Epilepsy & Seizure Care

Epilepsy & Seizure Care Overview

Epilepsy is a condition that results in unprovoked seizures. A seizure is a brief neurological event in which a "storm" occurs in the electrical system of your brain. Seizures may manifest different symptoms depending on the part of the brain affected, resulting in:

  • Convulsions
  • Jerky, uncontrolled body movements
  • Stiffening and shaking

Seizures can be brought on by certain conditions, such as acute head trauma or blood sugar fluctuations due to diabetes. However, if you have experienced two or more unprovoked seizures in your lifetime, you may be diagnosed with epilepsy.

If you experience a seizure, it is important that you visit a neurologist to determine the underlying cause or condition. Brain damage can sometimes result from frequent severe epileptic episodes.

Epilepsy Diagnosis

To diagnose epilepsy, your doctor will perform a physical exam and ask about any symptoms you are experiencing, including seizures.

Epilepsy causes both partial and generalized seizures. In a partial seizure only one portion of the brain is affected. This type of seizure sometimes only affects one half of the body.

Symptoms of a partial seizure may include:

  • Confusion
  • Emotional unpredictability
  • Jerky bodily movements
  • Staring off into space
  • Sensory disturbances or hallucinations

In a generalized seizure, the entire brain experiences abnormal electrical activity. Episodes arising from generalized seizures can be more severe.

Symptoms of a generalized seizure may include:

  • Convulsions
  • Collapsing to the floor
  • Loss of bladder control
  • Loss of breathing and responsiveness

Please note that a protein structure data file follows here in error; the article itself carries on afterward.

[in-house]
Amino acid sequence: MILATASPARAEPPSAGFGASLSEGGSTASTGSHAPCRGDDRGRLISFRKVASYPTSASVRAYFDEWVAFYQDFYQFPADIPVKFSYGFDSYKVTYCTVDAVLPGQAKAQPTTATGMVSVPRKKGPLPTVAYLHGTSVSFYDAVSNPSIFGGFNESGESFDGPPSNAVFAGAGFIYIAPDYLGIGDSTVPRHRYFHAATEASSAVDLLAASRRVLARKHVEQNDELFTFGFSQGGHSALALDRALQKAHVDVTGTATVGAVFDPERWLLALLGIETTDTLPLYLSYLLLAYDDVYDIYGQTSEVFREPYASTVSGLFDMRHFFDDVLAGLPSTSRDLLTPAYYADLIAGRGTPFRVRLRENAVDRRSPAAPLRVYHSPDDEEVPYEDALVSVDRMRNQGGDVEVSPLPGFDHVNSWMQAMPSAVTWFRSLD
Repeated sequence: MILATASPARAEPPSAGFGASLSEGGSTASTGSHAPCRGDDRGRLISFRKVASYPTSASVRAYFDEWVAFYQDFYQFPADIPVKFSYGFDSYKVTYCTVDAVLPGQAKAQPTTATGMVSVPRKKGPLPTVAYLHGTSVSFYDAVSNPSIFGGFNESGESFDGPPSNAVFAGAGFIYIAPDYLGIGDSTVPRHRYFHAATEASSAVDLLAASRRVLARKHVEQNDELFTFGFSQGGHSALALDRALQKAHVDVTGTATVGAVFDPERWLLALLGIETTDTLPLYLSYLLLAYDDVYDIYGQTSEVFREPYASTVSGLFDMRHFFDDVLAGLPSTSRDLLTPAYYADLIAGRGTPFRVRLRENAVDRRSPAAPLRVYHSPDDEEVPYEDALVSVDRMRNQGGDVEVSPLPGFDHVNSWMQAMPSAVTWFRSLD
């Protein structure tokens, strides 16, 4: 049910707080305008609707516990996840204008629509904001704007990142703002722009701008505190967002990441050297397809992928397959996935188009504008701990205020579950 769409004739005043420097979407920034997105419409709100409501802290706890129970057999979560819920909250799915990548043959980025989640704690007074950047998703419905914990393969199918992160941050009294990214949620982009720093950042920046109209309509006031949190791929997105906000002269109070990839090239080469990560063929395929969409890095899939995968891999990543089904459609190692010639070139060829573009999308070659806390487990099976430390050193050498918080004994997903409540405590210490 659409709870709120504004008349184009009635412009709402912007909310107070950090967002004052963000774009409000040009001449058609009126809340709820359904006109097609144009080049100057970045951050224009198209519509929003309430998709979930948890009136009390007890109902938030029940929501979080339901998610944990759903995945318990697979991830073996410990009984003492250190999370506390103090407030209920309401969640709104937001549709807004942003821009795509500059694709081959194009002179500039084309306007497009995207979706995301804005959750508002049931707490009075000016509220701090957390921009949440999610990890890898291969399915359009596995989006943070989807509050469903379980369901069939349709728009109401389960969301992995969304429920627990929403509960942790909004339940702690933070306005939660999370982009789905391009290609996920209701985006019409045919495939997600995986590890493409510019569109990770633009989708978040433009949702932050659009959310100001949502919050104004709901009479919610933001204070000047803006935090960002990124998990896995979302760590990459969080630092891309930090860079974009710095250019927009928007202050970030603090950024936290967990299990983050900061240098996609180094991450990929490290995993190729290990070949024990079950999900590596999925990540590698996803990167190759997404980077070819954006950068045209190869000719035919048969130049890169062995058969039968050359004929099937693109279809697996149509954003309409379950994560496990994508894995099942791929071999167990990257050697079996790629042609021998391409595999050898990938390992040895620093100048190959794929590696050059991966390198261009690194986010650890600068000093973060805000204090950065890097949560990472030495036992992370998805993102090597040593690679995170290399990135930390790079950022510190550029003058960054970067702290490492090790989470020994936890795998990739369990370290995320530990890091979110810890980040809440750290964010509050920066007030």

• Stiffening and shaking
  • Tongue biting, drooling, or foaming at the mouth.
  • Uncontrollable screaming

Your doctor may also order diagnostic tests, including:

  • Electroencephalogram (EEG) – a scanner which creates a map of your brain's electrical system. This allows the doctor to note the area and type of electrical abnormalities that are causing your seizures. You may be asked to stay for extended monitoring, since your brain function may appear normal when you are not in the midst of an episode.
  • MRI

Epilepsy Treatment

The neurological and neurosurgical specialists at Aurora Health Care can help you manage epilepsy. They will work to create a personalized treatment plan based on your unique needs.

Epilepsy treatment options include:

  • Medication to control epilepsy and reduce or eliminate seizures. These are especially effective in adults.
  • Surgery, which may be necessary, as some types of frequent seizures can have severe and cumulative side effects.

Some children can outgrow epilepsy if it begins at a young age, but it is still important to have your child evaluated by a doctor if she or he has a seizure. At Aurora, our neurological specialists can help you pursue the best options to control epilepsy and prevent future seizures. 

The Aurora Neuroscience Innovation Institute (ANII) brings together world-class physicians and cutting-edge technology. Learn more about ANII.